When I was a kid, summer was freedom.
My family occasionally took a vacation to some nearby destination, like San Diego or Pismo Beach, but for the most part, we were left to our own devices, told to “just go play” or take a dip in the backyard pool.
We raced each other into the house, our hair waterlogged and our skin bronzed or maybe a little burned. We dropped our towels on the floor and stood with arms spread wide in front of the swamp cooler until our goose-bumped bodies could take no more.
My brother and I weren’t “free-range” children, by any means, but we were carefree and even a little bored every now and then.
There were homemade popsicles and unprofitable lemonade stands; there was digging for rocks in the bottom of the creek bed; there was riding the tire swing like there was nothing more important in the world.
And, in truth, there wasn’t.
Summer revolved around the most unimportant things imaginable, but they were everything to us. What made my childhood summers so memorable was that they truly felt like time off from the real world, like a vacation not only from school but also a reprieve from constant activities and the watchful eye of my parents.
When I had my own kids, I tried to replicate that feeling of freedom that comes with warm weather and no homework, but I wasn’t terribly successful.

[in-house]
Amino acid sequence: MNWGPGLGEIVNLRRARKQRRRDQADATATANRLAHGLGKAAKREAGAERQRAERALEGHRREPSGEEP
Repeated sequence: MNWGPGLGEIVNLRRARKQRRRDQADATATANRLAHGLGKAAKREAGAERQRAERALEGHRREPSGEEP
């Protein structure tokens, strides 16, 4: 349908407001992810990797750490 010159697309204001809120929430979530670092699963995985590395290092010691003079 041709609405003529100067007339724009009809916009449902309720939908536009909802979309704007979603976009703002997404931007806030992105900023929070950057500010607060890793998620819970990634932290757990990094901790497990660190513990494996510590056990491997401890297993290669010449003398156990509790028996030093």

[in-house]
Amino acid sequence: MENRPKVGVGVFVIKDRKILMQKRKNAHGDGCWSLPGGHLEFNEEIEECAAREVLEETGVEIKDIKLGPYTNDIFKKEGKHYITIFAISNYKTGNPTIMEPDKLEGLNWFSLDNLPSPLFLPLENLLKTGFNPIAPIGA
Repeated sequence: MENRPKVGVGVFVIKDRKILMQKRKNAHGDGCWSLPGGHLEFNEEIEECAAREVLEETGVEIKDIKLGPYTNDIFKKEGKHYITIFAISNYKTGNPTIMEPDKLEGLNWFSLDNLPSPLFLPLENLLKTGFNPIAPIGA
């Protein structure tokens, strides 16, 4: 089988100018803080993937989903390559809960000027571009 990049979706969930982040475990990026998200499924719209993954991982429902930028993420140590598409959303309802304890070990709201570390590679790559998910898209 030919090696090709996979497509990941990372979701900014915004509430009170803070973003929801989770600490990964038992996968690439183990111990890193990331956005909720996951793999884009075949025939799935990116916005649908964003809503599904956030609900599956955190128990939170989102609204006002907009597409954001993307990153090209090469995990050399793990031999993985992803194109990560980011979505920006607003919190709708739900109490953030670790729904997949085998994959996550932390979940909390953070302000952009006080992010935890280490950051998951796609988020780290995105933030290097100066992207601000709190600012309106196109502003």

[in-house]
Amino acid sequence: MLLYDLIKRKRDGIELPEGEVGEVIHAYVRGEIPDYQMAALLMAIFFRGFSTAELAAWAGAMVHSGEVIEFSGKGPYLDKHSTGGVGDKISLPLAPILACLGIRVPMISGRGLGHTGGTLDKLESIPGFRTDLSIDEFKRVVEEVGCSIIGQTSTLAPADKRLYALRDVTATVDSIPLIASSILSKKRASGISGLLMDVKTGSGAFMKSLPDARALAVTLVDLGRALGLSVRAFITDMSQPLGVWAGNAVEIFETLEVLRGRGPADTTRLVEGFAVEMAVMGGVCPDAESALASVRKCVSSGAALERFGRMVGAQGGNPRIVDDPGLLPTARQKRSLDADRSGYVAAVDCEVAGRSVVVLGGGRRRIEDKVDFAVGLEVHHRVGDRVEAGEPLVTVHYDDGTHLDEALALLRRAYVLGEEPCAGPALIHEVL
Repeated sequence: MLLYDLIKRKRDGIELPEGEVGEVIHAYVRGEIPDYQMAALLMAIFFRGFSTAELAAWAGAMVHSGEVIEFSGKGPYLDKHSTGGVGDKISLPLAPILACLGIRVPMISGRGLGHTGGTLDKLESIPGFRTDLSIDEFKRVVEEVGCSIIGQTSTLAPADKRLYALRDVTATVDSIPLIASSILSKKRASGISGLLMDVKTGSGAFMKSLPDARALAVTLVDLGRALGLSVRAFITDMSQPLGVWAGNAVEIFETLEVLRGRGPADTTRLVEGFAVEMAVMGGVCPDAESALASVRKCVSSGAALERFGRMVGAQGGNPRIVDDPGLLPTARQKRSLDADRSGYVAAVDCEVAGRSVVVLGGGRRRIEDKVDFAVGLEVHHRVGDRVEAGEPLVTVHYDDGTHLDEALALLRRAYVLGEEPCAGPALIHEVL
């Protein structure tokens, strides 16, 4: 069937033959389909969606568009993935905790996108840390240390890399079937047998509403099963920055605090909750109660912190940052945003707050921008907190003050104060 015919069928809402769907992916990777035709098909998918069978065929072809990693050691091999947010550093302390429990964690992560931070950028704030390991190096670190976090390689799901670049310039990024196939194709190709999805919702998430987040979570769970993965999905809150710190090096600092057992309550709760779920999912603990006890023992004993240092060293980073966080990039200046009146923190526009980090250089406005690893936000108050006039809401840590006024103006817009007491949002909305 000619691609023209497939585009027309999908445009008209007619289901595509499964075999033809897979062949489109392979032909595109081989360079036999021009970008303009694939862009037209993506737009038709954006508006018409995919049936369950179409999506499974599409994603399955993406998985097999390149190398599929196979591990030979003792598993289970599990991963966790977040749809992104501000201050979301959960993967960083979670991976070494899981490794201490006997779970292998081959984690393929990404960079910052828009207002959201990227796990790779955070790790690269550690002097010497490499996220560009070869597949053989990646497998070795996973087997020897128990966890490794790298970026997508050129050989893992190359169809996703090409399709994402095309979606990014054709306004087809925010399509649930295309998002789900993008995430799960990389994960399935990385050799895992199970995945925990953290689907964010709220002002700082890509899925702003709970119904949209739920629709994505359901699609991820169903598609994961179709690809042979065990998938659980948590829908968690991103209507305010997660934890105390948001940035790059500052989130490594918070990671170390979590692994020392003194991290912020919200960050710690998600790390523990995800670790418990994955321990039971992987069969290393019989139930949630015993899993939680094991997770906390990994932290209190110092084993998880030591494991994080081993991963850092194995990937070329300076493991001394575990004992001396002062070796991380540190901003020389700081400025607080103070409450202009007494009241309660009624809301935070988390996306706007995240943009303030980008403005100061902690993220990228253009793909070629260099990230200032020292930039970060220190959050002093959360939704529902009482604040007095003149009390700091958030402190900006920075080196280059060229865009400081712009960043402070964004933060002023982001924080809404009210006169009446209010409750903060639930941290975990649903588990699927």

I organized playdates and arranged to meet friends at the public pool—but only on Fridays because the other days of the week the kids attended music class or science camp. I greased up my three girls with sunscreen and watched them play in the sandbox for thirty minutes—but then remembered they had ballet or karate or swim lessons. Playtime was over.
As a modern-day mom, this was “freedom” for my kids: I provided them with minuscule pockets of playtime, but I master-minded nearly every moment. We were all exhausted by the time school started in August.
So, as modern parents who have a lot to juggle and multi-task, how can we strike a balance between the nonchalant “just-be-home-for-dinner” attitude many of our own parents employed and the micro-management some of us tend toward now? And if our kids are so used to our over-parenting, how can we raise an independent child that can enjoy a summer of creativity and curiosity, without them whining “I’m bored” all the time?